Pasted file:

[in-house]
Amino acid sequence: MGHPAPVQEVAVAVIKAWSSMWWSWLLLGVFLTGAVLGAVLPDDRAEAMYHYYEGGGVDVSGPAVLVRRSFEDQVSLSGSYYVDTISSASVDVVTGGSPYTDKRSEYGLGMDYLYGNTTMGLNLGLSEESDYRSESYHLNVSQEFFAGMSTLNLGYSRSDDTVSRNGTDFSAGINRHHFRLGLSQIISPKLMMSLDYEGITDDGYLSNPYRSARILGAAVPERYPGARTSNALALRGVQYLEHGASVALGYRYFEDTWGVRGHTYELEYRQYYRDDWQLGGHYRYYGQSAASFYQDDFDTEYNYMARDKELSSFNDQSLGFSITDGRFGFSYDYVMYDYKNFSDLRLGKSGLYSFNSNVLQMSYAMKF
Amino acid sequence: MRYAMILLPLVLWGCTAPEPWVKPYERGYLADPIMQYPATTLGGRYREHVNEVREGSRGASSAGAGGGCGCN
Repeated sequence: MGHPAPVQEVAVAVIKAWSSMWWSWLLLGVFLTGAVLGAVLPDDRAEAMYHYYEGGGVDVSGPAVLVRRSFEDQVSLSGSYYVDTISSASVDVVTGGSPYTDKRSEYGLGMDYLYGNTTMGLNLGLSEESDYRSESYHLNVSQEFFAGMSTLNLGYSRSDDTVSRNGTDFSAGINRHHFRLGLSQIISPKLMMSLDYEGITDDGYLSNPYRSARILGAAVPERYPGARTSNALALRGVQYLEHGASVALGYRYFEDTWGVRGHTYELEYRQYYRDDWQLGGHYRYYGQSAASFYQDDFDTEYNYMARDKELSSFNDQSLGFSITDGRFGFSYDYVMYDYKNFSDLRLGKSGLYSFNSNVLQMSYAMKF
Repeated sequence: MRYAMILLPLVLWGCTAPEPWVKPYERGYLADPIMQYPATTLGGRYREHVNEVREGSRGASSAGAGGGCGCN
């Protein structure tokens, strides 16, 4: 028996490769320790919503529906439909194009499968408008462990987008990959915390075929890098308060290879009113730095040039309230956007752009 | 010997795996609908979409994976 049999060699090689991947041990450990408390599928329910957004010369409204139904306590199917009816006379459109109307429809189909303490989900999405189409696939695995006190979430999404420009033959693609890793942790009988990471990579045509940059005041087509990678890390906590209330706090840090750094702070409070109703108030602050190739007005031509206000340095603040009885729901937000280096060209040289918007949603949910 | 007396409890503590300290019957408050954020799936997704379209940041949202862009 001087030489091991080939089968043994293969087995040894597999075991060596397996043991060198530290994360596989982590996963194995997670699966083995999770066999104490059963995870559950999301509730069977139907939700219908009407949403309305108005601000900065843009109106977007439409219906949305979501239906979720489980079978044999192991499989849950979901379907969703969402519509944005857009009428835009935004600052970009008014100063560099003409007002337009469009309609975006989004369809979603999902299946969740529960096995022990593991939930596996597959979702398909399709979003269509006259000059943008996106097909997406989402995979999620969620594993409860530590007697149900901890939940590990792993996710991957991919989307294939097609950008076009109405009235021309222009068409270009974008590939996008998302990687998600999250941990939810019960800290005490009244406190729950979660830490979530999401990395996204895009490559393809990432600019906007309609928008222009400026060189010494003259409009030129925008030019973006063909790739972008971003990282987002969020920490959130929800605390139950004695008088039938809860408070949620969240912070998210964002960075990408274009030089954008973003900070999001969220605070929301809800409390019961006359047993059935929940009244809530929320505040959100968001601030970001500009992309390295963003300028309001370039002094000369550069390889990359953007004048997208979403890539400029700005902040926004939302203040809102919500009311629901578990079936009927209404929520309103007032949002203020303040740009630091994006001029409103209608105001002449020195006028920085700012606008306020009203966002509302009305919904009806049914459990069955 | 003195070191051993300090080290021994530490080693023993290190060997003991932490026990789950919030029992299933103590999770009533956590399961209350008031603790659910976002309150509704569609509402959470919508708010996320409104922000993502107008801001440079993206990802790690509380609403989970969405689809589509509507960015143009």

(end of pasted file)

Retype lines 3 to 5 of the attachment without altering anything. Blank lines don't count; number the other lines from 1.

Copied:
Amino acid sequence: MRYAMILLPLVLWGCTAPEPWVKPYERGYLADPIMQYPATTLGGRYREHVNEVREGSRGASSAGAGGGCGCN
Repeated sequence: MGHPAPVQEVAVAVIKAWSSMWWSWLLLGVFLTGAVLGAVLPDDRAEAMYHYYEGGGVDVSGPAVLVRRSFEDQVSLSGSYYVDTISSASVDVVTGGSPYTDKRSEYGLGMDYLYGNTTMGLNLGLSEESDYRSESYHLNVSQEFFAGMSTLNLGYSRSDDTVSRNGTDFSAGINRHHFRLGLSQIISPKLMMSLDYEGITDDGYLSNPYRSARILGAAVPERYPGARTSNALALRGVQYLEHGASVALGYRYFEDTWGVRGHTYELEYRQYYRDDWQLGGHYRYYGQSAASFYQDDFDTEYNYMARDKELSSFNDQSLGFSITDGRFGFSYDYVMYDYKNFSDLRLGKSGLYSFNSNVLQMSYAMKF
Repeated sequence: MRYAMILLPLVLWGCTAPEPWVKPYERGYLADPIMQYPATTLGGRYREHVNEVREGSRGASSAGAGGGCGCN